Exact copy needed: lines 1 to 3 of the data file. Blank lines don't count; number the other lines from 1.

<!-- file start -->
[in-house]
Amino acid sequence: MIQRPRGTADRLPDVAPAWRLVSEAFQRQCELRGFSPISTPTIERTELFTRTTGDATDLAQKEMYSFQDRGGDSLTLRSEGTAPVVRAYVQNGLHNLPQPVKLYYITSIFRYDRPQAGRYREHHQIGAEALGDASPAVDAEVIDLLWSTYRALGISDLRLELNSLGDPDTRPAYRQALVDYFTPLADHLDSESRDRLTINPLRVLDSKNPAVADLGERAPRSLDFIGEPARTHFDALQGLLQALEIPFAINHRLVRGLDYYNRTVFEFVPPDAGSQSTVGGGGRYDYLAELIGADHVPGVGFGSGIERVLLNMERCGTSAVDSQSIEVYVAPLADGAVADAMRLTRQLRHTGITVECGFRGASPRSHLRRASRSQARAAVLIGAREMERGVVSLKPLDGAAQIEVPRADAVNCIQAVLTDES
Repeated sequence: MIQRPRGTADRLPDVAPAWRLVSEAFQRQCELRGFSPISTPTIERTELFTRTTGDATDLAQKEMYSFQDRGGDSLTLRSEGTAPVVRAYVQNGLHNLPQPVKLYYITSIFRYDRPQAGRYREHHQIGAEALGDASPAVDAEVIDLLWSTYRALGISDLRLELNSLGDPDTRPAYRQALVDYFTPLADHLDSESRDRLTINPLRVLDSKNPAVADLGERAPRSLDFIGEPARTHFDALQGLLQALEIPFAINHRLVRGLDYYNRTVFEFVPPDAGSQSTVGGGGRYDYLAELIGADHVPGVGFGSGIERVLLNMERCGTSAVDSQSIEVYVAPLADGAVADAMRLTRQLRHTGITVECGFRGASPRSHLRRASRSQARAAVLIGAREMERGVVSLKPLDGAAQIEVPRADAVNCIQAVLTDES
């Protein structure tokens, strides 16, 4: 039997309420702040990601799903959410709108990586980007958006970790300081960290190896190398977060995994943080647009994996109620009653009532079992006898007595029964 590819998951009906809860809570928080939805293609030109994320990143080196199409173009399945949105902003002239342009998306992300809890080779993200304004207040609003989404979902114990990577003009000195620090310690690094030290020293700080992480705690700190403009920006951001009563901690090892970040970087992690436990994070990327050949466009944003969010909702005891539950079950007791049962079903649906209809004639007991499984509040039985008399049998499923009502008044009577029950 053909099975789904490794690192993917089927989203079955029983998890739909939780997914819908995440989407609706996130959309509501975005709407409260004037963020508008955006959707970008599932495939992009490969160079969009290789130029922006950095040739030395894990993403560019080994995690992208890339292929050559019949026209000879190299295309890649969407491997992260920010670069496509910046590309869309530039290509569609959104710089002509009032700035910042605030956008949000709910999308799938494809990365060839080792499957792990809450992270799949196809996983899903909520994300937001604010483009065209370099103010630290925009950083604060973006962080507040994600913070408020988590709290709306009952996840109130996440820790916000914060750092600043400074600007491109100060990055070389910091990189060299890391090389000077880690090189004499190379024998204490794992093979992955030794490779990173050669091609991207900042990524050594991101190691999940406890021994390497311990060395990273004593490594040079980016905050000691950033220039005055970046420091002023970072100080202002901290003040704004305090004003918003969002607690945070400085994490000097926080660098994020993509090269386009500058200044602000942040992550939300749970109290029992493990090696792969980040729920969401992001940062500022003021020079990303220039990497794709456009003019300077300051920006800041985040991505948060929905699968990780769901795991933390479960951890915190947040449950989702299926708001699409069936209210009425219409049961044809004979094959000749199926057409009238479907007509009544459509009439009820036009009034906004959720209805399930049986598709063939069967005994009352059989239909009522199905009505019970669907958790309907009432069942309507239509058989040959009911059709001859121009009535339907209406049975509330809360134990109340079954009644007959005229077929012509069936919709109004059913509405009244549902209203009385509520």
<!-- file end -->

[in-house]
Amino acid sequence: MIQRPRGTADRLPDVAPAWRLVSEAFQRQCELRGFSPISTPTIERTELFTRTTGDATDLAQKEMYSFQDRGGDSLTLRSEGTAPVVRAYVQNGLHNLPQPVKLYYITSIFRYDRPQAGRYREHHQIGAEALGDASPAVDAEVIDLLWSTYRALGISDLRLELNSLGDPDTRPAYRQALVDYFTPLADHLDSESRDRLTINPLRVLDSKNPAVADLGERAPRSLDFIGEPARTHFDALQGLLQALEIPFAINHRLVRGLDYYNRTVFEFVPPDAGSQSTVGGGGRYDYLAELIGADHVPGVGFGSGIERVLLNMERCGTSAVDSQSIEVYVAPLADGAVADAMRLTRQLRHTGITVECGFRGASPRSHLRRASRSQARAAVLIGAREMERGVVSLKPLDGAAQIEVPRADAVNCIQAVLTDES
Repeated sequence: MIQRPRGTADRLPDVAPAWRLVSEAFQRQCELRGFSPISTPTIERTELFTRTTGDATDLAQKEMYSFQDRGGDSLTLRSEGTAPVVRAYVQNGLHNLPQPVKLYYITSIFRYDRPQAGRYREHHQIGAEALGDASPAVDAEVIDLLWSTYRALGISDLRLELNSLGDPDTRPAYRQALVDYFTPLADHLDSESRDRLTINPLRVLDSKNPAVADLGERAPRSLDFIGEPARTHFDALQGLLQALEIPFAINHRLVRGLDYYNRTVFEFVPPDAGSQSTVGGGGRYDYLAELIGADHVPGVGFGSGIERVLLNMERCGTSAVDSQSIEVYVAPLADGAVADAMRLTRQLRHTGITVECGFRGASPRSHLRRASRSQARAAVLIGAREMERGVVSLKPLDGAAQIEVPRADAVNCIQAVLTDES